G5 may recapture the initial wonderments of G4, but I doubt it. Such things happen only occasionally. I expect we're in for a few years of Filly Funtasia.
This post was edited by its author on .

AnonymousCountry code: ponychan.png, country type: customflag, valid: 36831255

File: 1571164675643.png (557.89 KB, 1052x785, serveimage.png)

>I expect we're in for a few years of Filly Funtasia.

This is my fear for the future of the show beginning with G5. No one at Hasbro will have the strength of conviction Mama Faust has. She took a crap budget and a team of writers she hand picked and made a miracle out of FiM. Ever since the company drove her and her vision away, the show lost too much creativity and dedication to a wider audience.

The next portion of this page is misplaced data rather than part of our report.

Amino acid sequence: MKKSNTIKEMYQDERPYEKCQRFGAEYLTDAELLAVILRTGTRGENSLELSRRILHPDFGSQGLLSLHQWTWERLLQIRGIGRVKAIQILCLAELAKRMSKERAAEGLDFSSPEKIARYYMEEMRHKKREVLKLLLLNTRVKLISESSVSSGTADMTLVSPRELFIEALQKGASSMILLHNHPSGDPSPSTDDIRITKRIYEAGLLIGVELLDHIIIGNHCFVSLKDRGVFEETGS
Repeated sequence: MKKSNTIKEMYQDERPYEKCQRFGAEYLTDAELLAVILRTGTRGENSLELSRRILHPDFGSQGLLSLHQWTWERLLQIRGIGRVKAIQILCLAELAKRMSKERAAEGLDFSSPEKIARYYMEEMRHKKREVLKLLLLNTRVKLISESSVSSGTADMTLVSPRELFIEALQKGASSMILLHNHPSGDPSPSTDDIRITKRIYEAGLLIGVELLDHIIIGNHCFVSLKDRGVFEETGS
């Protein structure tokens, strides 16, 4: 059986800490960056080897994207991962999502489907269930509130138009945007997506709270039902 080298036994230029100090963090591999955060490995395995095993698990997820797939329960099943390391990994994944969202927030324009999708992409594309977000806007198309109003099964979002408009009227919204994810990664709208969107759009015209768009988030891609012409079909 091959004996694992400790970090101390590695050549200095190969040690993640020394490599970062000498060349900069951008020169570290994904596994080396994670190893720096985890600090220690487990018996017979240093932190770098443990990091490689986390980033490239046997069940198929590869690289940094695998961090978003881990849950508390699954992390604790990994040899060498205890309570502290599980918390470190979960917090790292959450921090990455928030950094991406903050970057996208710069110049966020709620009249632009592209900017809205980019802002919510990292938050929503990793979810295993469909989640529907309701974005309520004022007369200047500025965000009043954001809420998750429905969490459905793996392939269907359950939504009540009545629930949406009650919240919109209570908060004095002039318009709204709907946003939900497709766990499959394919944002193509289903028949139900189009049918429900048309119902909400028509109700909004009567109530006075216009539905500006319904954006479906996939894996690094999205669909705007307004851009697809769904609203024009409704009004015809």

I also agree that Winter Wrap Up was a fine early song and matching animation. It set a high benchmark that Daniel Ingram rarely achieved in later seasons. The same holds true for Rarity's number Art Of The Dress from season 1.

Thankfully Disney has stepped in with Rapunzel's Tangled Adventures. Disney threw more money on an episode of this show than Hasbro threw at a whole season of MLP FiM.

Try these three samples of what a world class composer and incredible singers can really do once the studio bean counters leave the room.

Ready As I’ll Ever Be - Tangled the Series Full Song

Waiting in the Wings Reprise | Rapunzel's Tangled Adventures | Disney Channel

Crossing The Line Music Video | Rapunzel's Tangled Adventures | Disney Channel

AnonymousCountry code: ponychan.png, country type: customflag, valid: 36831257